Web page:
I think the Ministry of Youth & Sport has to conceive that they have been rejected to continue in hosting the21th edition of Gulf Cup in 2013 in Basra, as Bahrain has been chosen now. This is a major failure for the whole ministry and the country’s reputation, its best to resign. This is the result of their mismanagement and economic corruption ( as usual). I presume that this decision that was taken by the Gulf FA Chiefs was just the right action to take, because the Iraqi Government doesn’t seem to be taking this matter into consideration and appreciating its value. The whole ministry consists of unstable polices and mismanagement, so how on earth can they lead such crucial event, as its the first after invasion of 2003? How can they prove that Iraq is safe and independent?

    Instead, Iraq will be hosting in the 22th edition and until then they would stop further construction of the project and continue in the last minute. It favors all those in the ministry, so they can attain more corruption.

    Sectarianism exits within Iraqi society, and in its depths, in Government, education, sports, economy, neighbors, friends…Where else? ( Its a long term issue). There’s no point of even discussing it.

    I previously visited Baghdad in August and to be very honest security is not very alarming, even though I witnessed several numbers of explosions and deaths. At least its not comparable to what the scenario was like in 2005-2009. However, Iraq is a unstable country, its varies everyday, month and year, so therefore it can dramatically change and lead to more devastation, or relieving.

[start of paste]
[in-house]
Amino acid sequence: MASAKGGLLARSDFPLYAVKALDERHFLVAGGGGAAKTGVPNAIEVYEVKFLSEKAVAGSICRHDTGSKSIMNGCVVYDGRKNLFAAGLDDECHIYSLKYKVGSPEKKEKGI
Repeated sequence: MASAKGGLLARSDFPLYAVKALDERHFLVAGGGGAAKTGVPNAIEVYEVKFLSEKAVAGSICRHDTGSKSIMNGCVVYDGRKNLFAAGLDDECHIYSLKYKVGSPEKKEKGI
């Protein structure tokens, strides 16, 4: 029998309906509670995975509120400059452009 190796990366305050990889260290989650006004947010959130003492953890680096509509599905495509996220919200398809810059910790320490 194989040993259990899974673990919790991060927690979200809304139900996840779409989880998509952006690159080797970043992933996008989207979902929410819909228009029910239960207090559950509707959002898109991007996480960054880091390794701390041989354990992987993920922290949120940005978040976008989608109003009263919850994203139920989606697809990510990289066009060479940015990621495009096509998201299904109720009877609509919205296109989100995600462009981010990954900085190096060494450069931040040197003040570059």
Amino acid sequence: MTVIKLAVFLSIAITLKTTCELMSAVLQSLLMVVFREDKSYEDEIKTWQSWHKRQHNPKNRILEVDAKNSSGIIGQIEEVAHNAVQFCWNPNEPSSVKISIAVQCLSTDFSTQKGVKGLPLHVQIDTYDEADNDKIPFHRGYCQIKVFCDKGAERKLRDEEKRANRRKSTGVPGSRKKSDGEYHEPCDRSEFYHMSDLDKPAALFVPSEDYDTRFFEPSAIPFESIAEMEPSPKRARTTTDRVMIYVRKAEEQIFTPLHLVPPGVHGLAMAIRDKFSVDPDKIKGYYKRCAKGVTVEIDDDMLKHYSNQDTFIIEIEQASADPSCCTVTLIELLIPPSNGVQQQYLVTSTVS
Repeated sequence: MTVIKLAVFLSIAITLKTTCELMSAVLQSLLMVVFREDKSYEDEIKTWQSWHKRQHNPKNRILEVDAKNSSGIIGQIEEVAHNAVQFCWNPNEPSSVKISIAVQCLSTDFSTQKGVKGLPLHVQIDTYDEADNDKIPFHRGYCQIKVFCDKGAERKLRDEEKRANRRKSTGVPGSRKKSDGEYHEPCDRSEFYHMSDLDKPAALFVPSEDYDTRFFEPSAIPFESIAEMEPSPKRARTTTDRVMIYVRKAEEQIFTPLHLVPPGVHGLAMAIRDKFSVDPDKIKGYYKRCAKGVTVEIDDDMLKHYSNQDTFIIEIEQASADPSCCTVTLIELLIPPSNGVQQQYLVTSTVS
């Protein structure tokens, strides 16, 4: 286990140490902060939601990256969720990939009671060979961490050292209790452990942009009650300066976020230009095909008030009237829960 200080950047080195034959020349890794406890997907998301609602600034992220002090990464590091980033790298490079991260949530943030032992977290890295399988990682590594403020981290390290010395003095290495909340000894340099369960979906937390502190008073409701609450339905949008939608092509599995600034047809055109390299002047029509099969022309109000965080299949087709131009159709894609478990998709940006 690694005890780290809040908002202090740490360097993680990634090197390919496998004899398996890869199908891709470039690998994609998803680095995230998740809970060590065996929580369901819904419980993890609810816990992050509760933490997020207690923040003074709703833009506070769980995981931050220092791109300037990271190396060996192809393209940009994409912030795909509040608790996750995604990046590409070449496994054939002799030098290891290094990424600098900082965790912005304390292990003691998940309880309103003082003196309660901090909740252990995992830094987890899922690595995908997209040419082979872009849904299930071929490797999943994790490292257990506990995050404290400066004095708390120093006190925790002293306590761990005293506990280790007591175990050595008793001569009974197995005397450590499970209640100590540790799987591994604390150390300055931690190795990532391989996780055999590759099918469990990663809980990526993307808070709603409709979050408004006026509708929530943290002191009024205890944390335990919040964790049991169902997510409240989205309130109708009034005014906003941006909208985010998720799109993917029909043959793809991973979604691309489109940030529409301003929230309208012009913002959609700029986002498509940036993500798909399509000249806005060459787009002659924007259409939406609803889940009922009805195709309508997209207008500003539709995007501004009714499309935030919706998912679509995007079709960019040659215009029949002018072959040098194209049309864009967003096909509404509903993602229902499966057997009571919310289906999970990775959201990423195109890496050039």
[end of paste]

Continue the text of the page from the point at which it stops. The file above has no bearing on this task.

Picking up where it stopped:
6. Hayder al-Khoei November 1, 2011 at 4:37 pm #

    Shkara, it was a success in many respects but it mainly depends on how you define “success”.

    Ibn Danyal, as Sara mentioned in her comment things change by the day as I’m sure you know but if you’re asking about today, I think Baghdad is still more dangerous than Kirkuk.

    Abufellah, yeah I realised on the first day there was no one from that side of the Atlantic… I think they are planning a similar trip next year in which case I hope there will be at least some sort of advertisement well in advance so the selection process is more proper.

    Corey, wait a few more years and I will take you there myself – just not all-expenses paid so start saving from now 😉

  7. John J.Doyle Sr. November 1, 2011 at 5:08 pm #

    Dear Hayder,Salam glad to hear you had a enjoyable,safe trip back to your fatherland!I’m a little surprised you didn’t mention anything regarding the murder of(POW)Muammar al Gaddaffi former leader of Libyia,in your blog!The so-called rebels are already flying the Al-Qaida flag above the Benghazi court house,seen it on you tube!He had to die because he wanted to produce a common African currency based on the gold backed Libyian dinar!Among other progressive improvements in his continent!God bless,keep up the good informative blog!

  8. Sara November 1, 2011 at 8:14 pm #

    Its said to be that Baghdad is just as dangerous as Kirkuk because they are both very significant and useful targets to the region.



  1. Iraqi sectarianism needs reporting, but not like Associated Press did – by Hayder al-Khoei « World Shia Forum - April 10, 2012

    […] is certainly a need for sectarianism in Iraq to be reported and investigated – and I have written about it myself in the past. But it doesn’t help anyone’s understanding of the situation when western […]